i think the orthodox and eastern catholics have a better understanding of the liturgy than the roman church today.

I don’t personally pray the New Mysteries, as I saw the Rosary as a perfect devotion and prayer in its traditional form, the 15 mysteries - with no need to add anything else.

However, I don’t have anything against the New Mysteries and people who meditate on them.

I suggest meditating on the Mysteries of Light if you haven’t started already. I pity those who can’t get past their pride if that is whats holding them back.

I’m not a traditionalist, if by traditionalist you mean one who looks askance at the Second Vatican Council and who in his heart of hearts longs for the elimination of Novus Ordo masses. I am a traditionalist in the sense that I believe everything that the Catholic Church teaches and look forward to the publication on the forthcoming Motu Propio because I think there is room in the Church for the two missals to exist side by side.

So if that qualifies me to respond in any way …

I LOVE the Luminous Mysteries and try to pray them often, not just on the recommended Thursdays. My favourites are the 4th and 5th mysteries: the Transfiguration and the Institution of the Holy Eucharist!

Go JPII the GREAT! Thank You!! :thumbsup:

I hope you are not referring to me.

I voted no but then again I usually use the Rosary of the 7 Sorrows of the Blessed Mother instead. I could never understand why the additional mysteries were added in the first place. But I have no real objection to them.

I am a new Catholic, coming into the Church AFTER John Paul ll the Great introduced the Mysteries of Light (better known as the Luminous Mysteries),four mysteries is all I have even known.

Now as for my opinion of them. These mysteries form a more complete scriptual picture of Jesus. We meditate His early years, His Passion/death and His resurrection, and His Ascension, NOW we can meditate on His earthly ministry. Its more complete now.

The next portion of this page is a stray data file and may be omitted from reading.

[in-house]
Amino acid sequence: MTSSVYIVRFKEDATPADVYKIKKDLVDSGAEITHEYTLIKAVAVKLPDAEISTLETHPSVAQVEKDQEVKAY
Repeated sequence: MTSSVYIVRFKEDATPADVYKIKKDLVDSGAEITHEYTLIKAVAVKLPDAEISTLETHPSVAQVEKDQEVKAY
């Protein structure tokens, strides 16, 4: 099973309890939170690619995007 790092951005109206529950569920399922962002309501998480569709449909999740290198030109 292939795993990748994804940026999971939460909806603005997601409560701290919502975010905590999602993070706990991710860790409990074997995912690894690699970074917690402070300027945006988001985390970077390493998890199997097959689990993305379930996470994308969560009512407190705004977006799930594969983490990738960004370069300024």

All that being said though, I prefer to meditate on the Sorrowful Mysteries.

I don’t know that I would self-describe as “traditionalist”, but having a fondness for Latin I am enjoying this new forum.

I think the mysteries are a fine elaboration. But is the Latinist in me that finds them curious, for this reason:

See, I can understand that in English we have taken the cumbersome phrase “mysteries of light” and replaced it with “luminous mysteries” – It saves a word, even if not a single syllable. But Latin has no such difficulty – In Latin, the Apostolic Letter *Rosarium Virginis Mariae *makes a dozen or more references to *mysteria lucis *(two words, 6 syllables) and exactly one reference to *mysteria luminosa *(two words, 8(!) syllables). Yet whenever I see them listed in Latin, eg the of the Catechism of the Catholic Church*Compendium *%20COMMON%20PRAYERS"), they are enumerated as Mysteria Luminosa.

I suppose there is a symmetry with the other *mysteria – gaudiosa, dolorosa, gloriosa – *Yet still I always wonder: “What up wit’ dat?” :hmmm:

So, to recap: :twocents: I like the mysteries, but I prefer calling them “Mysteries of Light”/*Mysteria Lucis *over Luminous/Luminosa.

tee

I pray them and have absolutely no problem with it as the 15 “regular” mysteries completely skip over the public ministry of our Lord.

To me, the luminous mysteries really make the praying of the rosary quite complete.

I love it.

I have to agree with those who have found the luminous mysteries as a source of deeper meditation into the life, death and resurrection of Jesus Christ and their effects on my own life. So I have found these to be of great value in my personal prayer life.

And besides, John Paul the Great saw great value in them which is good enough for me.

I like the new Luminous mysteries.
I DON’T like the idea of breaking the Rosary cycle, however, namely, Joyful, Luminous, Sorrowful, and Glorious.
SO, instead of the Luminous mysteries on Thursday stuff,
what I do is on Thursdays I try to recite BOTH the Joyful AND the Luminous mysteries, instead of skipping the Joyful mysteries on Thursdays.
But the Luminous Mysteries are beautiful and enriching.

Jaypeeto3 (aka Jaypeeto4)

The Rosary never made a lot of sense to me until John Paul II added the new mysteries. At that point it finally dawned on me that the Rosary was a meditaion on the Four Gospels of the NT. I have come to like it and pray it almost every day. Before I would resort to it only when something was in desperate straits and I didn’t know what to pray for or how.

When the pope first came out with them, I was quite angry as I didn’t think it was necessary to change *another *tradition. But I guess my heart has warmed up to them, so I don’t mind praying them once a week. Today’s Thursday, so I think I’ll pray those mysteries tonight before I go to sleep.

Not really connected, but I occasionally use this form of the Rosary when meditating on the life of Christ after Mass.